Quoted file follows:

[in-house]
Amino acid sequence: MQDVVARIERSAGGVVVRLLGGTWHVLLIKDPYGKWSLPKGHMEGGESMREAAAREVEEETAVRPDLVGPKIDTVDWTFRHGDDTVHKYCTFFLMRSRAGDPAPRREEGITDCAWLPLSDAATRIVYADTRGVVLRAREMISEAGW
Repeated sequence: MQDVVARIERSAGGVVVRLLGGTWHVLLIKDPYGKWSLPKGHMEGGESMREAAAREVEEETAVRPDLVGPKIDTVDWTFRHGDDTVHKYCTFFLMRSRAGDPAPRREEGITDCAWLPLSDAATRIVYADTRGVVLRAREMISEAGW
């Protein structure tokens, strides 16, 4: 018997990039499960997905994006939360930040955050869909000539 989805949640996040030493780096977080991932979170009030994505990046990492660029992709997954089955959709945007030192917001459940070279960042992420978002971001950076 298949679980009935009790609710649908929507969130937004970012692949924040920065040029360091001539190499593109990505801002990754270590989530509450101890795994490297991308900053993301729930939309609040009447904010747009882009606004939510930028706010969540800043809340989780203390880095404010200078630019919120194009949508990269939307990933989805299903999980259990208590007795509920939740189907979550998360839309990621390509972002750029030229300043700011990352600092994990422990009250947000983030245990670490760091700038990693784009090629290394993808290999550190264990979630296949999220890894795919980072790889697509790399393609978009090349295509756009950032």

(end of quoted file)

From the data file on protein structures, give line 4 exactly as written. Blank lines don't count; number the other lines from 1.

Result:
């Protein structure tokens, strides 16, 4: 018997990039499960997905994006939360930040955050869909000539 989805949640996040030493780096977080991932979170009030994505990046990492660029992709997954089955959709945007030192917001459940070279960042992420978002971001950076 298949679980009935009790609710649908929507969130937004970012692949924040920065040029360091001539190499593109990505801002990754270590989530509450101890795994490297991308900053993301729930939309609040009447904010747009882009606004939510930028706010969540800043809340989780203390880095404010200078630019919120194009949508990269939307990933989805299903999980259990208590007795509920939740189907979550998360839309990621390509972002750029030229300043700011990352600092994990422990009250947000983030245990670490760091700038990693784009090629290394993808290999550190264990979630296949999220890894795919980072790889697509790399393609978009090349295509756009950032």